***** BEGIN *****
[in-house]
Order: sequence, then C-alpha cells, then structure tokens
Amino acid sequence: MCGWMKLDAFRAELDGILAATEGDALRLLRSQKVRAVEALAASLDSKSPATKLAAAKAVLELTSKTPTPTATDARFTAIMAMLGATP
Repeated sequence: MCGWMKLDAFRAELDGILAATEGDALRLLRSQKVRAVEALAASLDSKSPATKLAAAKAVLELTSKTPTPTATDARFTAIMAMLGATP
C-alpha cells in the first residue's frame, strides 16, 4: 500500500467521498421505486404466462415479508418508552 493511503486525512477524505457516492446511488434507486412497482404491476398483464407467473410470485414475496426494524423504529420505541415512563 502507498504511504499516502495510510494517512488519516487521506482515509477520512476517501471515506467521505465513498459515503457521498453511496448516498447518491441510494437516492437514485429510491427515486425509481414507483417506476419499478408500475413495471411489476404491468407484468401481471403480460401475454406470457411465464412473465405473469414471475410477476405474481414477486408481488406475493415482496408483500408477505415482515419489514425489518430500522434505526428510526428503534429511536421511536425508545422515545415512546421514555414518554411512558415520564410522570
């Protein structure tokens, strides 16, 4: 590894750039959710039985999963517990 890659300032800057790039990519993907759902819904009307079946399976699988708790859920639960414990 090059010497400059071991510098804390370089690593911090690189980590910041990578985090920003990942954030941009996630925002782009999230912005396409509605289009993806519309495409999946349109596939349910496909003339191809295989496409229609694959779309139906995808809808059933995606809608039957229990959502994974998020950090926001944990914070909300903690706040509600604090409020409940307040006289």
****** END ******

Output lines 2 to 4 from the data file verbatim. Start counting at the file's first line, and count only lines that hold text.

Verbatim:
Order: sequence, then C-alpha cells, then structure tokens
Amino acid sequence: MCGWMKLDAFRAELDGILAATEGDALRLLRSQKVRAVEALAASLDSKSPATKLAAAKAVLELTSKTPTPTATDARFTAIMAMLGATP
Repeated sequence: MCGWMKLDAFRAELDGILAATEGDALRLLRSQKVRAVEALAASLDSKSPATKLAAAKAVLELTSKTPTPTATDARFTAIMAMLGATP